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4.7 out of 5 stars
4.7 out of 5 stars
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on 23 January 2009
The Hawklords's "25 Years On" represents a key moment in the history of Hawkwind and as such is a "must have" for keen fans of the band.

The Hawklords were formed in 1978 by Dave Brock joining what remained of Hawkwind after a series of departures from the band with musicians from the west country band Ark, amongst them Harvey Bainbridge.

"25 Years On" was to be their only album before Hawkwind once again took flight but many fans of the band,including me, see this as a Hawkwind album in itself.

My feelings about the album itself are the same as they were when I bought the original LP all those years ago: it's not a bad album, but it's not brilliant. Certainly the music by itself does not justify the 5-stars that fans, including myself, have been allocating (it's a 4-star album). The soundscape is lighter than that of most incarnations of Hawkwind but does have the band's recognisable trademark sound colours. It's nearer the "Amazing Sounds" and "Quark, Strangeness and Charm" soundscapes than it is the hard driving, thunping basss space-rock of Lemmy's period.

The 5-stars are justified on the basis of the joy that the music is available again, that the remastering work has been carried out well and the sound is first-class and, perhaps more importantly, that Esoteric have added huge amounts of historical bonus material, including both live performances and different studio versions of the songs, so much so that what was a fortyish minute LP has now become a 2-CD set!

In terms of the original album itself my favourite tracks haven't changed over the years: he opener "PSI Power" edges it as my absolute favourite, with "Freefall", "25 Years On" and "The Age of the Micro Man" not far behind.

Of the bonus material, the pick goes to the first five tracks of the second disc which are a recording of the band appearing under the name of the Sonic Assassins in 1977.

This is a key purchase for all Hawkwind fans!
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I come to this disc from a slightly different perspective from the reviewers before me,i have never heard this disc before,it kind of slipped by me ,in fact this was the only hawkwind vinyl from the debut thru chronicles live,that i never purchased for some long forgotten reason,so i approach not with adoring love and reverance as the earlier reviewers but with a curious interest,why is it held so high,certainly psi power and 25 years are well known from various compilations and are both superb,indeed the latter encapsulates everything punk tried and failed to communicate thru its short history ,freefall on initial hearing is class as is the only ones with some atmospheric playing - i've said it before if floyd had created some of this it would be legend,but thats it for me the rest leaves me cold,neither bored nor excited just not interesting,for me this a 3 star disc,special mention for the bonus disc,nice to have the live tracks,i can now archive the sonic assassins 12' single now,the demos are ok,but i still give 3 stars,the live tracks for me although decent show why this line up would not survive long,just not exciting enough,certainly no doubt some will be offended as i tread over a hallowed album but my reviews are an honest opinion and i hope they can be respected.
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on 1 March 2009
In recent years the phrase "digital remastering" has all too often become associated with the excessive and egregious use of artificial loudness. Taken to its most extreme, this leads to brickwall compression, where every single soundwave above a certain level is boosted to maximum volume. While there's no doubt that this makes the music stand out against background noise when heard on iPods and the like, it completely destroys the original dynamic range and can cause listener fatigue.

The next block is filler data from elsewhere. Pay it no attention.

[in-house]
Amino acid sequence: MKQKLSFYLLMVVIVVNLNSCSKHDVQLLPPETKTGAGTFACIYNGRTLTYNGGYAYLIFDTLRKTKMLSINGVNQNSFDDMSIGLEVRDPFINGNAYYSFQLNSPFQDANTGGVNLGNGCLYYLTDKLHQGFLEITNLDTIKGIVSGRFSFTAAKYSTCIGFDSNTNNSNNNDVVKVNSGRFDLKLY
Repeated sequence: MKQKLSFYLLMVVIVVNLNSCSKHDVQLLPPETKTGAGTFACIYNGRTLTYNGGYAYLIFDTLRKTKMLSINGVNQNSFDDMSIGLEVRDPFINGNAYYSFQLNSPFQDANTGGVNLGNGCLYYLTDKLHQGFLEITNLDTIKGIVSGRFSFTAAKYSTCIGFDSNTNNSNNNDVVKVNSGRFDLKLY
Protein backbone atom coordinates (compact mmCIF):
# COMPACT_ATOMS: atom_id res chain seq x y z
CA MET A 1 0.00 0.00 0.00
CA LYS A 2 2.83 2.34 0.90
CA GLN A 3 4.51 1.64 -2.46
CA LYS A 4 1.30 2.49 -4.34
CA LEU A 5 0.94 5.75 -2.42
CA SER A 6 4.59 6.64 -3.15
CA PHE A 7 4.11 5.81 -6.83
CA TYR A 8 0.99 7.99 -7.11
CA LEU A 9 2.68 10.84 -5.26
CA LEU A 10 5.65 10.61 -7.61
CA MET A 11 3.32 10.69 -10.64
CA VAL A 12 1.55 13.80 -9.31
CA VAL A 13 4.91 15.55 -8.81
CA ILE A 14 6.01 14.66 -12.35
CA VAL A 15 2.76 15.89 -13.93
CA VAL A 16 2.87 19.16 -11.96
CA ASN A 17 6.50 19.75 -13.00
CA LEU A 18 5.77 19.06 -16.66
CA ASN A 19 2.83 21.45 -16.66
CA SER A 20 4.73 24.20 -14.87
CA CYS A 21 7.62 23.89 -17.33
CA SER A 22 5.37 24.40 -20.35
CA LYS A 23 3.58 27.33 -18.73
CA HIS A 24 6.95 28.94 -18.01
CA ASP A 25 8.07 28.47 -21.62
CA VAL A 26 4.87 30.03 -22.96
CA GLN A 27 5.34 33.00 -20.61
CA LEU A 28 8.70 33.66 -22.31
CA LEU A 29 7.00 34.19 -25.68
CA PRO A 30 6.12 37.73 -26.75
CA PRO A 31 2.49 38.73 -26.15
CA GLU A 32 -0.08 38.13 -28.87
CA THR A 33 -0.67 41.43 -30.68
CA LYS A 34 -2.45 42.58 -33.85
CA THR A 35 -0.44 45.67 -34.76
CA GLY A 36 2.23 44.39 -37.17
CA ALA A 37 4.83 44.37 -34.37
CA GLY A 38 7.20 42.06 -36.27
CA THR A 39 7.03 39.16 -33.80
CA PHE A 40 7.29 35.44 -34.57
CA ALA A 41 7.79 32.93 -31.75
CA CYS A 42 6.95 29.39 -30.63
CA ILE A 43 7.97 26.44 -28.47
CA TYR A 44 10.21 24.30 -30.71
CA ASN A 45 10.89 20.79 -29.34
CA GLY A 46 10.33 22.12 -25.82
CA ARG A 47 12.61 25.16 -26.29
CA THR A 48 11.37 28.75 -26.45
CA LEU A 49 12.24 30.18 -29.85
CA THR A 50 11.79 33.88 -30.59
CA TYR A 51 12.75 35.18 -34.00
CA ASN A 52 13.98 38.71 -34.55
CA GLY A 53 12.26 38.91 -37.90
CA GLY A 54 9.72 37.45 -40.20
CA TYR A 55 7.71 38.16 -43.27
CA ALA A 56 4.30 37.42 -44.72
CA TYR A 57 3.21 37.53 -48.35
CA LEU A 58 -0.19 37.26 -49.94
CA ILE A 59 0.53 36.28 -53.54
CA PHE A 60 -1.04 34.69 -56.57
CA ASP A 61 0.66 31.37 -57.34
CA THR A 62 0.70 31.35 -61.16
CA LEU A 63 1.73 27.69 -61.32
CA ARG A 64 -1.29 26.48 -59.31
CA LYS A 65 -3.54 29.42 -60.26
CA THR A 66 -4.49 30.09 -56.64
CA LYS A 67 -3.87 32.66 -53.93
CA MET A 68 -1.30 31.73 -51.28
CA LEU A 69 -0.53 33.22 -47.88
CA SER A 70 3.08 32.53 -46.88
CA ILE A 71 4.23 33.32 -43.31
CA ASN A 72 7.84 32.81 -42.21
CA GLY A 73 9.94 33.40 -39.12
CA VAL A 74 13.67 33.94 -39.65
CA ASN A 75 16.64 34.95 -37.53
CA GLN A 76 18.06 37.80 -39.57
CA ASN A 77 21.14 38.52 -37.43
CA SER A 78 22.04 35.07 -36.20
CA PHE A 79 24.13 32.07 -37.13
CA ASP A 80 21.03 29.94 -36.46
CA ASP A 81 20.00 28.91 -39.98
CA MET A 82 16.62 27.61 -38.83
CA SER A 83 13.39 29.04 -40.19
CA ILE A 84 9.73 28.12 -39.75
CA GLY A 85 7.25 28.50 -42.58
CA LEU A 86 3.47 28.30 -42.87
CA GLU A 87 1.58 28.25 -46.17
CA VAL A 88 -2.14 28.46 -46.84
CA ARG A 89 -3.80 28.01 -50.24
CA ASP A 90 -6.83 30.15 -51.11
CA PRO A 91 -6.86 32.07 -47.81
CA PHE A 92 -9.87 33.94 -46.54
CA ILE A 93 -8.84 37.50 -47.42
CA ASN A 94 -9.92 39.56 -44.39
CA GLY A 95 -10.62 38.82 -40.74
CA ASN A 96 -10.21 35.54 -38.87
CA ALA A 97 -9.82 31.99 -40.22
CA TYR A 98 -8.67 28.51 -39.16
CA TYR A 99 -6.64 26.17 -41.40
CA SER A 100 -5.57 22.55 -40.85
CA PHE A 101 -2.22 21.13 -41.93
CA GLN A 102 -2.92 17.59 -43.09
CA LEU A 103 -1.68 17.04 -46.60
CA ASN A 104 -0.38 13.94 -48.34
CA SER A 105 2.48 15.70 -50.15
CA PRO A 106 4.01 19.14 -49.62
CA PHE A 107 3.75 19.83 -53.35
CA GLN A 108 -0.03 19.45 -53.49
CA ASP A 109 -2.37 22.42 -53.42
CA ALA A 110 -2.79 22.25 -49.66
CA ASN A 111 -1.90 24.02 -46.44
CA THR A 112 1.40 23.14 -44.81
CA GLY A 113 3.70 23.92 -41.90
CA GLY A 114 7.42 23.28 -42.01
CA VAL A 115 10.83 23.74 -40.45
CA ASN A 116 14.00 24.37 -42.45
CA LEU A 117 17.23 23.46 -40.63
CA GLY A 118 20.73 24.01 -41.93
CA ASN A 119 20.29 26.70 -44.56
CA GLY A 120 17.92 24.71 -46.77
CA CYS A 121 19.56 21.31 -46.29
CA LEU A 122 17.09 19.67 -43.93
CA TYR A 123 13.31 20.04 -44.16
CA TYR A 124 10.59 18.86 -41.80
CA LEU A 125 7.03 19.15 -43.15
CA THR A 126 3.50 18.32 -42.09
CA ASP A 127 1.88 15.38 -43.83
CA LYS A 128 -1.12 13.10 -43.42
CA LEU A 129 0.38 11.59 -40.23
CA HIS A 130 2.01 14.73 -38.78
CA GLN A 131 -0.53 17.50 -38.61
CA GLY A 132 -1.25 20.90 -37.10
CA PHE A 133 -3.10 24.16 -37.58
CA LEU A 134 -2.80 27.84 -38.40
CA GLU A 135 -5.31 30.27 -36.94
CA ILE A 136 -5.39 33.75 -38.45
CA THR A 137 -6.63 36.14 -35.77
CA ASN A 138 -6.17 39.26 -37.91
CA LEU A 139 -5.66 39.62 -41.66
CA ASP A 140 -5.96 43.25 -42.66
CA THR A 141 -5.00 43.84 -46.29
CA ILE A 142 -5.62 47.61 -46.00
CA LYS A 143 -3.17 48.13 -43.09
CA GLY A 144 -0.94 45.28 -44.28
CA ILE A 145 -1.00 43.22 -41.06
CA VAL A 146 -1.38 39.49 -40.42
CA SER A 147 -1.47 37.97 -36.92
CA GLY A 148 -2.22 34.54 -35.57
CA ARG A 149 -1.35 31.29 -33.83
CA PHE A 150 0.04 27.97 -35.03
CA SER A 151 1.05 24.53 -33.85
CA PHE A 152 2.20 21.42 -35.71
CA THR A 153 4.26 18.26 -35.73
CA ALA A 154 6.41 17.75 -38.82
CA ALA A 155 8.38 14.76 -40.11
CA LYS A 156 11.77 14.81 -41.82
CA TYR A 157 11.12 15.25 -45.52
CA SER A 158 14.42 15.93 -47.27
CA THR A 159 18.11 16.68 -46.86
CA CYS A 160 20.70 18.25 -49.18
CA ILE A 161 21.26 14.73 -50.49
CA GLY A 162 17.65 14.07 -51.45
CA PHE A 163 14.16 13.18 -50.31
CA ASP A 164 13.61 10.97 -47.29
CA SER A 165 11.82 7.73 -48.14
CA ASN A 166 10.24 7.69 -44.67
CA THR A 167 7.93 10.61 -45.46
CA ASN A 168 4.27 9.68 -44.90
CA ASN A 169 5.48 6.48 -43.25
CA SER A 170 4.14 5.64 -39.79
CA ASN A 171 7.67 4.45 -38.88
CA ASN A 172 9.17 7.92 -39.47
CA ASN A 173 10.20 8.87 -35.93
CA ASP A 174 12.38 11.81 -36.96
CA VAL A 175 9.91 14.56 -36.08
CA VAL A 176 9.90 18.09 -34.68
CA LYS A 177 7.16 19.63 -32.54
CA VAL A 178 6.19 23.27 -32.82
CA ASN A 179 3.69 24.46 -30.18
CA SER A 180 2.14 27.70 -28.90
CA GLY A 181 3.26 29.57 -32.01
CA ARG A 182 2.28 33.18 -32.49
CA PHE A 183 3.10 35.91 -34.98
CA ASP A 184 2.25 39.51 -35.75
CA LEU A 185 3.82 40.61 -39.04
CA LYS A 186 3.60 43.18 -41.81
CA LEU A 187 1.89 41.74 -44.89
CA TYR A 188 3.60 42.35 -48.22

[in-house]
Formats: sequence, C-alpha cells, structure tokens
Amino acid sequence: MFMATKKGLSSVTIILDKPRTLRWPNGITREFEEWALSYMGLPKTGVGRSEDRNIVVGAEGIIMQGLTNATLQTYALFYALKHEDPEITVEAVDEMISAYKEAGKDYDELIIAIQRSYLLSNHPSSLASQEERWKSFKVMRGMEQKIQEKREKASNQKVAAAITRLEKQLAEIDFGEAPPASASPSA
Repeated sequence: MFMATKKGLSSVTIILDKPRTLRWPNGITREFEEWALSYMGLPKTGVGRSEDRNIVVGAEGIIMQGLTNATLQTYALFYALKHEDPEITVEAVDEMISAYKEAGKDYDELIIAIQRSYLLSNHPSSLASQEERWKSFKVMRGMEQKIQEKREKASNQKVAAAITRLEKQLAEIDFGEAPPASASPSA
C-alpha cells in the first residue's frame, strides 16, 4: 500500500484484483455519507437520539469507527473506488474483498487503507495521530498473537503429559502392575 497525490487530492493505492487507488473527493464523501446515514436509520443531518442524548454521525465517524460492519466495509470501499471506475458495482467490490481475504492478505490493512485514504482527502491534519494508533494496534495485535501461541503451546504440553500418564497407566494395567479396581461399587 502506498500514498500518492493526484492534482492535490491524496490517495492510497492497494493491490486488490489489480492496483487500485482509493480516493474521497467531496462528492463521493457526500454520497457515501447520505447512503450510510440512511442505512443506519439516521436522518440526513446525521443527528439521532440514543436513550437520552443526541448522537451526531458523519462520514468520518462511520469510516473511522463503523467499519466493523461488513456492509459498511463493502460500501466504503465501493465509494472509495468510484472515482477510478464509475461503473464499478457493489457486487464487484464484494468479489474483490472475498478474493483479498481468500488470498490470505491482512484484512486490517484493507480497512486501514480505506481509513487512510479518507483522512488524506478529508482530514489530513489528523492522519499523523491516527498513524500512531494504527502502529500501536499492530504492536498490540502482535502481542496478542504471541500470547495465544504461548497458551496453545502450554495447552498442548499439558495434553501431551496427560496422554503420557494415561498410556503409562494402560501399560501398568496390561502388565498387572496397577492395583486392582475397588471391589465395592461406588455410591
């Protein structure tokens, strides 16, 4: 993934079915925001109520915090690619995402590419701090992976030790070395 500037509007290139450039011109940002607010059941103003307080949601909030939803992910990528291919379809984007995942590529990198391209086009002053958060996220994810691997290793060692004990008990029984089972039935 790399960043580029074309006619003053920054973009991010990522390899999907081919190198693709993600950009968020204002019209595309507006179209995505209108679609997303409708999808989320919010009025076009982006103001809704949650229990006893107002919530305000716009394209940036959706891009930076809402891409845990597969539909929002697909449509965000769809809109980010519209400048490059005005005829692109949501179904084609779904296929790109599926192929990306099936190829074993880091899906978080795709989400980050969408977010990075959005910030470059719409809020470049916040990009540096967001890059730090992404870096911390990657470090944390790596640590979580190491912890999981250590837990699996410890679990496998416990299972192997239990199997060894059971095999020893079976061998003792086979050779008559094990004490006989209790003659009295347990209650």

Fortunately I'm happy to report that the Hawklords reissue does not use brickwalling. Although there's undoubtedly a certain amount of bass boost and compression, the overall sound quality brings out the music rather than distorting it.

According to an interview in Record Collector magazine this is the first CD release of the album to be taken directly from the original master tapes. If all of Atomhenge's subsequent Hawkwind releases are as good as this one then (to quote Robert Calvert) the universe is in for a treat.
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on 18 March 2009
For a short while Hawkwind looked like they might make the jump into another league. The key albums were 'Quark Strangeness and Charm' and this one. The difference in direction was startling and well timed. Along with it's extraordinary sleeve and the tour programme the music seemed much more focussed and direct.

The bonkers concept behind this album was so well written that it seemed like a communication from some ruthless global corporation. The tour itself was also something different from the usual Hawkwind offering. Unlike previous shows where we got the band in usual rock formation these gigs were very disciplined performances with dancers wrapped in bandages manipulating large illuminated symbols. At one point the audience was showered with circular stickers with a flaming hand symbol bearing the words 'Reality You Can Rely On'. A classic imaginary strapline perhaps for a commercial trip into the mind of Philip K Dick.

The music too was clean, precise and beautifully written. The production still sounds great today and as a whole the music flows beautifully from track to track. From the wondrous opener 'Psi Power' onwards we get a series of excellent set pieces. 'The Only Ones' still makes my hair stand on end and the fabulous '25 Years' reveals just how good a combination Calvert and Brock could be.

This release will be welcomed by many as both the original album and the 'Hawklords Live' CD have been long deleted. The inclusion of demos from this period make this an essential purchase.

After the final departure of Calvert the Hawks returned to their original style (although with much higher production values). This album represents the pinnacle of that brief phase with Calvert and although many may prefer the stunning 'Quark Strangeness and Charm' this is nevertheless a class album.
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on 22 July 2014